In the 70’s and 80’s, the Japanese music industry was remarkably ambitious. Artists were making progressive leaps by combining New Wave, Synth, Jazz, Rock and Folk elements from the East and West. These efforts, which would have been considered avant-garde or niche to Western audiences of the time, were embraced in the Japanese mainstream, allowing for big-budget studio productions and generous helpings of creative freedom during an era of rapid growth for the Japanese economy.
Only recently have Western tastemakers and trendsetters caught on to the treasure-trove of sound that was made during this time. Globe-hopping DJ’s and vinyl-hunters are credited with sort of “uncovering” a lot of these works in the past few years, but we’ve also seen big names like Mac Demarco directly cite the sounds (and image) of Haruomi Hosono, which certainly inspired a lot of Pitchfork-types to delve deeper into this seemingly untapped vein.
Now, a quick search on Youtube will send you down a rabbit hole of awe-inspiring music featuring Hosono, Miharu Koshi, and to bring me to the point of this piece, the work of Yasuaki Shimizu, whose group, Mariah, and their penultimate release, 1983’s Utakata No Hibi, are the source of the track we are gathered here to appreciate.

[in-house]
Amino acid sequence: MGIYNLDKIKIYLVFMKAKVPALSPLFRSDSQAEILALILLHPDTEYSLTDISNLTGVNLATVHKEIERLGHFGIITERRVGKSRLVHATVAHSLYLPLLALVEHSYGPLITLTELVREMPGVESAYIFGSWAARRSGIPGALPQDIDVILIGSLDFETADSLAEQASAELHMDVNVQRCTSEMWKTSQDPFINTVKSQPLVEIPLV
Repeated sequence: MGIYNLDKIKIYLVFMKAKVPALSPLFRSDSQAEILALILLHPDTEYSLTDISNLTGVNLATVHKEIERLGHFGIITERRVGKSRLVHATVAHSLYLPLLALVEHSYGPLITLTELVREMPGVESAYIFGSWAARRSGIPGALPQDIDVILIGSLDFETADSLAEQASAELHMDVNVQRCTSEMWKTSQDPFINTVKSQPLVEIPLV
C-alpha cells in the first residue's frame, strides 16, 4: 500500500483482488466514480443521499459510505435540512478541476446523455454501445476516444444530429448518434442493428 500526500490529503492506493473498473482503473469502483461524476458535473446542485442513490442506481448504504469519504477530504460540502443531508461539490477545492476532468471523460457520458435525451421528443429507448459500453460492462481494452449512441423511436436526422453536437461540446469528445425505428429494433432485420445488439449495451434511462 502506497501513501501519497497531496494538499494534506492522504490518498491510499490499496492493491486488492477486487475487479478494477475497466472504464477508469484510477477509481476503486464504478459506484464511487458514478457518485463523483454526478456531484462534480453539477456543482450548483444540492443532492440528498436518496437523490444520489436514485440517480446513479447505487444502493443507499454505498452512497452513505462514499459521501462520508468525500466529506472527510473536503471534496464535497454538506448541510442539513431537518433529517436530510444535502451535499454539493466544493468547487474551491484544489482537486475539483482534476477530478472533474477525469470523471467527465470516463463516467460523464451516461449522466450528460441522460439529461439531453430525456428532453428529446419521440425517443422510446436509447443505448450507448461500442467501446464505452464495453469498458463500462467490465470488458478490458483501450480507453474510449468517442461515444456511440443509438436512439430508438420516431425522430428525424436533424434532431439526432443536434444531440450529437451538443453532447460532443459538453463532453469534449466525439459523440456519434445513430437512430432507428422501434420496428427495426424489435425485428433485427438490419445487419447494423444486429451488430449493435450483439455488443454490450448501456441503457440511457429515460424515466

Honoring the creative renaissance of that time, Richmond’s Opin have brought us their glorious arrangement of the Matsuri (festival) song, “Shinzo No Tobira,” from their forthcoming Drifters EP recorded in Philadelphia this summer with Jeff Zeigler.
Ethan Johnstone’s drums stay propulsive throughout as vocalist Tori Hovater sings the title’s English translation, “My Life is Big”, and the interlocking melodies of Landis Wine’s guitar and Jon Hawkins’ synthesizer hypnotically march forward. The track stands as a great homage to the spirit of the original while showcasing the band’s distinctive and confident sound, previously heard on their 2017 self-titled release. It is marvelous celebration of music, just as a Matsuri should be, and I would hope that it also provides a gateway to an era of Japanese music that many sheltered Westerners, including myself, are only just beginning to discover.
The EP does not have a solid release date yet, but this early offering promises it will be a great listen once it arrives in 2018.